Fans will be banned from Tokyo-area stadiums and arenas when the Olympics begin in two weeks, the city’s governor said Thursday after meeting with organizers of the pandemic-postponed games.
That means the Olympics will be a largely TV-only event, after the Japanese government put the capital under a COVID-19 state of emergency because of rising new infections and the highly contagious delta variant.
The declaration was made by Prime Minister Yoshihide Suga, and the spectator ban was agreed to by Japanese Olympic organizers, the International Olympic Committee, the International Paralympic Committee, and the metropolitan government of Tokyo.
It was a serious blow for Japanese taxpayers and local organizers of the games, which already had been postponed from 2020 by the coronavirus. Hundreds of millions of dollars in ticket revenue will be lost, and that must be made up by the government. Fans also have endured months of uncertainty about whether the Olympics will go ahead.
“Many people were looking forward to watching the games at the venues, but I would like everyone to fully enjoy watching the games on TV at home,” Tokyo Gov. Yuriko Koike said after the meeting. “It’s gut-wrenching because many people looked forward to watching at the venues.”
Fans from abroad were banned months ago, and the new measures will mean no spectators in stadiums and arenas around Tokyo — both indoor and outdoor venues.
The ban covers Tokyo and three surrounding prefectures — Kanagawa, Saitama and Chiba. A smattering of events in outlying areas, like baseball in the northeastern prefecture of Fukushima, will allow a limited number of fans.
The state of emergency begins July 12 and runs through Aug. 22. The Olympics, which open July 23 and run through Aug. 8, fall entirely under the emergency period, while the Paralympics open Aug. 24.
“Taking into consideration the impact of the delta strain, and in order to prevent the resurgence of infections from spreading across the country, we need to step up virus prevention measures,” Suga said.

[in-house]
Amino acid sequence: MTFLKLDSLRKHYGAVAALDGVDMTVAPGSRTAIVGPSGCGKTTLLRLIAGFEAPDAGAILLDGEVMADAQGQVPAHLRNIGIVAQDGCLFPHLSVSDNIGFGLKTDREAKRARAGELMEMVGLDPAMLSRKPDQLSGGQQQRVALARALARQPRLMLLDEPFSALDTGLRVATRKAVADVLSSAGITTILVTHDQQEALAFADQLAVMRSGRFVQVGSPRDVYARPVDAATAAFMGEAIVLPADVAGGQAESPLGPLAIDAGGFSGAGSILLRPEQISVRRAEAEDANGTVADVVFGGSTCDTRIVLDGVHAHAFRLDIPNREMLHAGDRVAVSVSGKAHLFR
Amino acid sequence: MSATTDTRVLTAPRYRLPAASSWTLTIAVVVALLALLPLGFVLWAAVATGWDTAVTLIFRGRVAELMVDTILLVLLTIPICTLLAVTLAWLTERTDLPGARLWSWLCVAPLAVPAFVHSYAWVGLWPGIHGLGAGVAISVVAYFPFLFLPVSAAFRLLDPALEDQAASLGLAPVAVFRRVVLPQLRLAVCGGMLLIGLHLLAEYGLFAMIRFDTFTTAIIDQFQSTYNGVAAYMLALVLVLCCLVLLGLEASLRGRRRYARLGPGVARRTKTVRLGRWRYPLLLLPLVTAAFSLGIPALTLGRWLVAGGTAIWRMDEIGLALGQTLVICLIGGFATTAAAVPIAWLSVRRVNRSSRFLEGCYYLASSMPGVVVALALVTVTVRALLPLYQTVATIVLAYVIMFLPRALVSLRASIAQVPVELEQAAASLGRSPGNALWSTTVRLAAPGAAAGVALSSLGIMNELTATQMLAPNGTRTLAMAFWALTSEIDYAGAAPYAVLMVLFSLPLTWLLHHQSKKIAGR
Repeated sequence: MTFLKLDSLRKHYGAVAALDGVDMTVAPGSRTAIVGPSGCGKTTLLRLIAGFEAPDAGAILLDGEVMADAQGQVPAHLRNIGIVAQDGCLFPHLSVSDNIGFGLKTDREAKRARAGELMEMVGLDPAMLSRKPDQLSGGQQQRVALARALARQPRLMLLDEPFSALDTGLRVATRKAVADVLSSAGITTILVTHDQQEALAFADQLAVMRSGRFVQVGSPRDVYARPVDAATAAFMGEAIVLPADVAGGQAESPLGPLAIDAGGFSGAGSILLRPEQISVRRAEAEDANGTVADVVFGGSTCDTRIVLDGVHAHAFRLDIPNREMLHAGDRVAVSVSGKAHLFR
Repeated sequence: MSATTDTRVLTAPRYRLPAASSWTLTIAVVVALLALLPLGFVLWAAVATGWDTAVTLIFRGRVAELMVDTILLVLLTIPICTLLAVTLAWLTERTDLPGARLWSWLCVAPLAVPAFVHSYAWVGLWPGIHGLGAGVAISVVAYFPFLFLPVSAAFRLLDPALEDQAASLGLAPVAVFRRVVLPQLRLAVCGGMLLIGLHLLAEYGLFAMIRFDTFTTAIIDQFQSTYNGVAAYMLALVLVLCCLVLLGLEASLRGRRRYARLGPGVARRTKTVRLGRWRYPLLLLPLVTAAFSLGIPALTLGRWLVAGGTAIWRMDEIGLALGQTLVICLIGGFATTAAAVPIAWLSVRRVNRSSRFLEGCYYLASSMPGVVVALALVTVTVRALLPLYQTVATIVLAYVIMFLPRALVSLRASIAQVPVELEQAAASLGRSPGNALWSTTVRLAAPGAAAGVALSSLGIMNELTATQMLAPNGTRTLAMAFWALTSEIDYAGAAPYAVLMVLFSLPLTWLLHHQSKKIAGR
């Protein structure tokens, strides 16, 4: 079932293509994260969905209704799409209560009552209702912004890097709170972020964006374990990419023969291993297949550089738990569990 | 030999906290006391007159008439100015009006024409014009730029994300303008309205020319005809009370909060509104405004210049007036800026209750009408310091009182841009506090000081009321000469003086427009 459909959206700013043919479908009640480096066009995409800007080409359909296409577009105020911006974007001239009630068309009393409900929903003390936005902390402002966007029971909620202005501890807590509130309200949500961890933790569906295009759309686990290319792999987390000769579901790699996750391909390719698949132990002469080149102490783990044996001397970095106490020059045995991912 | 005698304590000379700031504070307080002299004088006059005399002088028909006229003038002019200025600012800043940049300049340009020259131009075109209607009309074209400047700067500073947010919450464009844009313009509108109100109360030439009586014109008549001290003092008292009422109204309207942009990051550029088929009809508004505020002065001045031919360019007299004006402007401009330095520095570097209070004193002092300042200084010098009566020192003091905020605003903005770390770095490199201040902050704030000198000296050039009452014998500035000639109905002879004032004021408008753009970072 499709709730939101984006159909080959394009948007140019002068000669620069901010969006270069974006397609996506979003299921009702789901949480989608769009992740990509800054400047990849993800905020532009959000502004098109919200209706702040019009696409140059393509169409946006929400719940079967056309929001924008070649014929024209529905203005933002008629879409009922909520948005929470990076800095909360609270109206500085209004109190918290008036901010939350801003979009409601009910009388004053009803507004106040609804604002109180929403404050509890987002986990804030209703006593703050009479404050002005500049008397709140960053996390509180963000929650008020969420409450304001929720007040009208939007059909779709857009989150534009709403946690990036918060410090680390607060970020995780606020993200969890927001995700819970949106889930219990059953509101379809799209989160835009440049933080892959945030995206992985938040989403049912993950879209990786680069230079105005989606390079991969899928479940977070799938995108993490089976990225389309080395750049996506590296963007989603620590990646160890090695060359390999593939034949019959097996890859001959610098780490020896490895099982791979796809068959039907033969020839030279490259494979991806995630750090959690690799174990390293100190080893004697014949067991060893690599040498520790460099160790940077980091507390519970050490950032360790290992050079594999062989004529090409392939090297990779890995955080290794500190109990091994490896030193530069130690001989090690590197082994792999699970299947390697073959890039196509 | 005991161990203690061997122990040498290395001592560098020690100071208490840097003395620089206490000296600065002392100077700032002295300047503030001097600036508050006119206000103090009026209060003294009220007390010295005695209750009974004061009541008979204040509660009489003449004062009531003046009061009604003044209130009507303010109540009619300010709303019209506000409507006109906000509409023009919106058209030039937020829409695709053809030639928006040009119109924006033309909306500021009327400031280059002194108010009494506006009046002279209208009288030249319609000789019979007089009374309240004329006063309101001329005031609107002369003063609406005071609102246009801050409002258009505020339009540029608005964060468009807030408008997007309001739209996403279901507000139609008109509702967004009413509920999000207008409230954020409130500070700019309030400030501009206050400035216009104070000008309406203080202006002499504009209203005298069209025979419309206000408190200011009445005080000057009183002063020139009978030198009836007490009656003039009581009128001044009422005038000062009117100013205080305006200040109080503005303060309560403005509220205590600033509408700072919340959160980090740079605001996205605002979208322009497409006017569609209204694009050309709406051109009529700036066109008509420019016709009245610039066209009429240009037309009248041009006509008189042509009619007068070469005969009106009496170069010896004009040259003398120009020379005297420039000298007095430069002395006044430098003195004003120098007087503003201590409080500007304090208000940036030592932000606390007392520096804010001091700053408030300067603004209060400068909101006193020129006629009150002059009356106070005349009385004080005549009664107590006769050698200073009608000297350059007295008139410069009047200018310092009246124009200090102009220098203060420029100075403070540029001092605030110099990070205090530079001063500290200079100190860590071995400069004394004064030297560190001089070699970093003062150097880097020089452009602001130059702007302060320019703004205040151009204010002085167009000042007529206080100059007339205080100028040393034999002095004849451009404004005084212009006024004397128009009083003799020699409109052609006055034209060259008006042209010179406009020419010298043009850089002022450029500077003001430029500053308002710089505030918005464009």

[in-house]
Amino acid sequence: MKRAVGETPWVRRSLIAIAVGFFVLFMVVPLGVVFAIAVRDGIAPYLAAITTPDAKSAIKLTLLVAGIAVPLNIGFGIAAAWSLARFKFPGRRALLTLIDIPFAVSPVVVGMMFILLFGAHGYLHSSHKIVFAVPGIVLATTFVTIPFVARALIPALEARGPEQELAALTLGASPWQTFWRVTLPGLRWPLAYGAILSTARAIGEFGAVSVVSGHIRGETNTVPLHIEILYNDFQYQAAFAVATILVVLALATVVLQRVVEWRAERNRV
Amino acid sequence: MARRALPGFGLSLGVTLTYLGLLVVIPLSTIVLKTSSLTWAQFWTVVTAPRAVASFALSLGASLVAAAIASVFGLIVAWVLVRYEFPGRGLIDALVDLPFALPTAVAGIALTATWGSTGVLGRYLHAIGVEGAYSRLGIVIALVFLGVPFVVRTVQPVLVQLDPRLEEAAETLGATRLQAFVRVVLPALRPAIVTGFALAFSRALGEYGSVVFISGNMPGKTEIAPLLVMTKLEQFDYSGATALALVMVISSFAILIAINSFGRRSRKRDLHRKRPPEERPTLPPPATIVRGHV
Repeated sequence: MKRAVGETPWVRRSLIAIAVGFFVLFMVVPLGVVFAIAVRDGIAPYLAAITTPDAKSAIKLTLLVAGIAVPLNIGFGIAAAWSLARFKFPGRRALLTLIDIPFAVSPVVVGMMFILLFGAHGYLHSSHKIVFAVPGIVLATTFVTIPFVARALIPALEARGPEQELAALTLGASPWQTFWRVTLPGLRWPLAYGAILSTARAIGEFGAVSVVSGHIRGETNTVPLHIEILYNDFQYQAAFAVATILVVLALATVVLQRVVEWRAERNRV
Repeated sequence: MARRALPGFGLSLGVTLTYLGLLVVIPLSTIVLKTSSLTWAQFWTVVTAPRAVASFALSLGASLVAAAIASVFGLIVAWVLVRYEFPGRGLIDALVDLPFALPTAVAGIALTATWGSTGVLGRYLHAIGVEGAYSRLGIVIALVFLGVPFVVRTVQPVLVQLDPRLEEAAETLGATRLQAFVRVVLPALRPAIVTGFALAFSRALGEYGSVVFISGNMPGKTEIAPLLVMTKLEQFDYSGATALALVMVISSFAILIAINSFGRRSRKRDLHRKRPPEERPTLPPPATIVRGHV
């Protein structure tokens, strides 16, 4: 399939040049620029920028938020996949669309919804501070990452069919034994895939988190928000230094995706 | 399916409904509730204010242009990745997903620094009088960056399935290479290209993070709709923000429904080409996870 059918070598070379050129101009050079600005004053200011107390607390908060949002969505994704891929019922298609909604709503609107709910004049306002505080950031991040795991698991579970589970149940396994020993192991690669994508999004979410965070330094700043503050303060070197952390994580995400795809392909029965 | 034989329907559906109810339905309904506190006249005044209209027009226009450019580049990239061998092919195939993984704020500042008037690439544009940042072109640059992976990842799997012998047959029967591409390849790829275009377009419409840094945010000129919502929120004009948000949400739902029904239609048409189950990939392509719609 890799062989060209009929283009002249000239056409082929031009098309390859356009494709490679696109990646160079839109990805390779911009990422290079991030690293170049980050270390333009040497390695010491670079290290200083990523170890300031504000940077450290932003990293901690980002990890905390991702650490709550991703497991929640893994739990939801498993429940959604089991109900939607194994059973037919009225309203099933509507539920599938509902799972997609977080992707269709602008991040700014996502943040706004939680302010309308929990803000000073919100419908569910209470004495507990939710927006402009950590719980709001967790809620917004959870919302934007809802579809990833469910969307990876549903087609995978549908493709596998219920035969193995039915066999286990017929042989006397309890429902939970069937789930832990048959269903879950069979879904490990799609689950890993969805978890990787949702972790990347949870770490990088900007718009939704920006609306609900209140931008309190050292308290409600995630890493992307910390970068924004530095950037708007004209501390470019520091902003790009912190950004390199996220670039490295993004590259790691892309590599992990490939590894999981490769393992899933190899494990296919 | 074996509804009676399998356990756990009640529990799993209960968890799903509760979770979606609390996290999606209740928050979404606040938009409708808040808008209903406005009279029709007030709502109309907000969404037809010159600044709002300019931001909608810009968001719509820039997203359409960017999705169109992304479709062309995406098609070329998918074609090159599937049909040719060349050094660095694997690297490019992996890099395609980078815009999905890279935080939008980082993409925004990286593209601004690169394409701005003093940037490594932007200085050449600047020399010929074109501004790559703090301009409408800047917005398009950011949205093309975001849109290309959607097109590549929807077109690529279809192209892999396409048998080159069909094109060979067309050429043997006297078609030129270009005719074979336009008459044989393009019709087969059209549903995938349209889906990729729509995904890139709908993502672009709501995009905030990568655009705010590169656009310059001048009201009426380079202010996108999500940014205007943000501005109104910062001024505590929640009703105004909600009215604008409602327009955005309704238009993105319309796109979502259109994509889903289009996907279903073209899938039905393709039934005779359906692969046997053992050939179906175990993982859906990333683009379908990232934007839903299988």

In principle, the July 23 opening ceremony at the new US$1.4 billion National Stadium will be without paying fans, although some dignitaries, sponsors, IOC officials and others will be allowed to attend.
“We will have to review the situation about the dignitaries and stakeholders,” organizing committee President Seiko Hashimoto said of the opening ceremony.
“No fans was a very difficult decision,” she added.
Hashimoto acknowledged some regrets, particularly about the decision coming so late.
“We had no choice but to arrive at the no-spectator decision,” she said. “We postponed and postponed, one after another. I have done some soul-searching about that.”
The emergency declaration made for a rude arrival for IOC President Thomas Bach, who landed Thursday in Tokyo for the games. He attended the virtual meeting on fans from his five-star hotel for IOC officials where he was self-isolating for three days.
“What can I say? Finally we are here,” Bach said, sounding upbeat as he opened the late night meeting that ended close to midnight. “I have been longing for this day for more than one year.”
Toshiro Muto, the CEO of the organizing committee, said many sponsors, federation officials and others would be considered to be “organizers” and thus would be allowed to attend venues. He said some might occupy public seating, but he said he did not know “the numerical details.”
Organizers had expected to generate about $800 million in ticket sales. Any shortfall — and it could be almost the entire amount — will have to be made up by Japanese government entities.
Japan is officially spending $15.4 billion on the Olympics, and several government audits say it’s much larger. All but $6.7 billion is public money.
Two weeks ago, organizers and the IOC allowed venues to be filled to 50% of capacity, with crowds not to exceed 10,000. The state of emergency forced the late turnaround, which was always an option if infections got worse.
On Thursday, Tokyo reported 896 new cases, up from 673 a week earlier. It’s the 19th straight day that cases have topped the mark set seven days prior. New cases on Wednesday hit 920, the highest total since 1,010 were reported on May 13.
The main focus of the emergency is a request for bars, restaurants and karaoke parlors serving alcohol to close. A ban on serving alcohol is a key step to tone down Olympics-related festivities and keep people from drinking and partying. Tokyo residents are expected to face requests to stay home and watch the games on TV.